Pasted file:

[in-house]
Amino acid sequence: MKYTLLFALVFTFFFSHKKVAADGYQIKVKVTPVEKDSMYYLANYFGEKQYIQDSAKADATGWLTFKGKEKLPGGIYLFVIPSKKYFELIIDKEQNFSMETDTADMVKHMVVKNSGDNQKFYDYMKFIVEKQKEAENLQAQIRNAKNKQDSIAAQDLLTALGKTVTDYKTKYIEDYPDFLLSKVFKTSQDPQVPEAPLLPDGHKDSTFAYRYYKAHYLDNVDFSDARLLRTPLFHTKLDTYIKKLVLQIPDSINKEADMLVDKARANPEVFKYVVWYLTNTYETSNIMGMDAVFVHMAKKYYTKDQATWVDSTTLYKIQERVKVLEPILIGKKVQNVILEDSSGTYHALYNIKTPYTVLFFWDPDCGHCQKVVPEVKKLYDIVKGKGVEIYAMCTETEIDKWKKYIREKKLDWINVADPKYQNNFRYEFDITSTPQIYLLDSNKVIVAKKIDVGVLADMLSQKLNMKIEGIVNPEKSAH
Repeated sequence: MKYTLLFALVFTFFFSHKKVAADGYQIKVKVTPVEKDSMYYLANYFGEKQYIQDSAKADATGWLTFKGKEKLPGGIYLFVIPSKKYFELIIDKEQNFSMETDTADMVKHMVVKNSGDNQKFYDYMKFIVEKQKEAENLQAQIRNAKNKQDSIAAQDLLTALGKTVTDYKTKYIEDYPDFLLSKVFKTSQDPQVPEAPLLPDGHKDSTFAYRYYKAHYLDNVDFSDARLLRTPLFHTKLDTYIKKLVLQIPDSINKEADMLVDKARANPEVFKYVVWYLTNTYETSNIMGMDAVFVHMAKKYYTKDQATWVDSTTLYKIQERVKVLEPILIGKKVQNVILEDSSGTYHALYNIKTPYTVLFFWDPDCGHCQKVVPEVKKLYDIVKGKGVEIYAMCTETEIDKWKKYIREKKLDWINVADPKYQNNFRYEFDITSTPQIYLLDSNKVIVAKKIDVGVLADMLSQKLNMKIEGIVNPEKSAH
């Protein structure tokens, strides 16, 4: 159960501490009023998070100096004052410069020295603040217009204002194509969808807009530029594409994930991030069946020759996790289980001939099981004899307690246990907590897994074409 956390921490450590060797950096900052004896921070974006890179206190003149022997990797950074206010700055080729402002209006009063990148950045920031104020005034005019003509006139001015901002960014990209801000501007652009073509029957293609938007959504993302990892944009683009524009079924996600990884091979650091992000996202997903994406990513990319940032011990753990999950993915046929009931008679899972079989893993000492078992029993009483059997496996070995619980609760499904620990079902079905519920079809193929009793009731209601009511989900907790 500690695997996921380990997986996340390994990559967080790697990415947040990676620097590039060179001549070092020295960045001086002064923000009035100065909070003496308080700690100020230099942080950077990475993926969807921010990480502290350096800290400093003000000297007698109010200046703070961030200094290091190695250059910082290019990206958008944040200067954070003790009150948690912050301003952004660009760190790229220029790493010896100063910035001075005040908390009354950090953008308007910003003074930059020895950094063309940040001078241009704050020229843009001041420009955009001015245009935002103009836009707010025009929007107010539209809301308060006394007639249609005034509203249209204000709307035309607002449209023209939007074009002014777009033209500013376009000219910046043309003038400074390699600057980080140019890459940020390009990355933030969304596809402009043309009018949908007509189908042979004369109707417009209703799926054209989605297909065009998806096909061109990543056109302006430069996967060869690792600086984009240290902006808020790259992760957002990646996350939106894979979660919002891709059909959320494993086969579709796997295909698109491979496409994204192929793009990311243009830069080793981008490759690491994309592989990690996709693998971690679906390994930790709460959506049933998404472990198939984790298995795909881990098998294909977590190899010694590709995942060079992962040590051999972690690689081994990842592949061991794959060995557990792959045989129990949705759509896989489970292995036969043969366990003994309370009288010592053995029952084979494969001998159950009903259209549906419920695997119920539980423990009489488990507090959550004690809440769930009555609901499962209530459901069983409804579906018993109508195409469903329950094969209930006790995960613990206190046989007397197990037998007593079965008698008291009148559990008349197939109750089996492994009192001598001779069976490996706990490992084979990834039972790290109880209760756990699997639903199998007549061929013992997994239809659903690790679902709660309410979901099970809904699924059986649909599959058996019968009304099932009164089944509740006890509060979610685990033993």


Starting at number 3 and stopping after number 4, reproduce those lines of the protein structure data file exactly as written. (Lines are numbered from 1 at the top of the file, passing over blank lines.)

Repeated sequence: MKYTLLFALVFTFFFSHKKVAADGYQIKVKVTPVEKDSMYYLANYFGEKQYIQDSAKADATGWLTFKGKEKLPGGIYLFVIPSKKYFELIIDKEQNFSMETDTADMVKHMVVKNSGDNQKFYDYMKFIVEKQKEAENLQAQIRNAKNKQDSIAAQDLLTALGKTVTDYKTKYIEDYPDFLLSKVFKTSQDPQVPEAPLLPDGHKDSTFAYRYYKAHYLDNVDFSDARLLRTPLFHTKLDTYIKKLVLQIPDSINKEADMLVDKARANPEVFKYVVWYLTNTYETSNIMGMDAVFVHMAKKYYTKDQATWVDSTTLYKIQERVKVLEPILIGKKVQNVILEDSSGTYHALYNIKTPYTVLFFWDPDCGHCQKVVPEVKKLYDIVKGKGVEIYAMCTETEIDKWKKYIREKKLDWINVADPKYQNNFRYEFDITSTPQIYLLDSNKVIVAKKIDVGVLADMLSQKLNMKIEGIVNPEKSAH
């Protein structure tokens, strides 16, 4: 159960501490009023998070100096004052410069020295603040217009204002194509969808807009530029594409994930991030069946020759996790289980001939099981004899307690246990907590897994074409 956390921490450590060797950096900052004896921070974006890179206190003149022997990797950074206010700055080729402002209006009063990148950045920031104020005034005019003509006139001015901002960014990209801000501007652009073509029957293609938007959504993302990892944009683009524009079924996600990884091979650091992000996202997903994406990513990319940032011990753990999950993915046929009931008679899972079989893993000492078992029993009483059997496996070995619980609760499904620990079902079905519920079809193929009793009731209601009511989900907790 500690695997996921380990997986996340390994990559967080790697990415947040990676620097590039060179001549070092020295960045001086002064923000009035100065909070003496308080700690100020230099942080950077990475993926969807921010990480502290350096800290400093003000000297007698109010200046703070961030200094290091190695250059910082290019990206958008944040200067954070003790009150948690912050301003952004660009760190790229220029790493010896100063910035001075005040908390009354950090953008308007910003003074930059020895950094063309940040001078241009704050020229843009001041420009955009001015245009935002103009836009707010025009929007107010539209809301308060006394007639249609005034509203249209204000709307035309607002449209023209939007074009002014777009033209500013376009000219910046043309003038400074390699600057980080140019890459940020390009990355933030969304596809402009043309009018949908007509189908042979004369109707417009209703799926054209989605297909065009998806096909061109990543056109302006430069996967060869690792600086984009240290902006808020790259992760957002990646996350939106894979979660919002891709059909959320494993086969579709796997295909698109491979496409994204192929793009990311243009830069080793981008490759690491994309592989990690996709693998971690679906390994930790709460959506049933998404472990198939984790298995795909881990098998294909977590190899010694590709995942060079992962040590051999972690690689081994990842592949061991794959060995557990792959045989129990949705759509896989489970292995036969043969366990003994309370009288010592053995029952084979494969001998159950009903259209549906419920695997119920539980423990009489488990507090959550004690809440769930009555609901499962209530459901069983409804579906018993109508195409469903329950094969209930006790995960613990206190046989007397197990037998007593079965008698008291009148559990008349197939109750089996492994009192001598001779069976490996706990490992084979990834039972790290109880209760756990699997639903199998007549061929013992997994239809659903690790679902709660309410979901099970809904699924059986649909599959058996019968009304099932009164089944509740006890509060979610685990033993």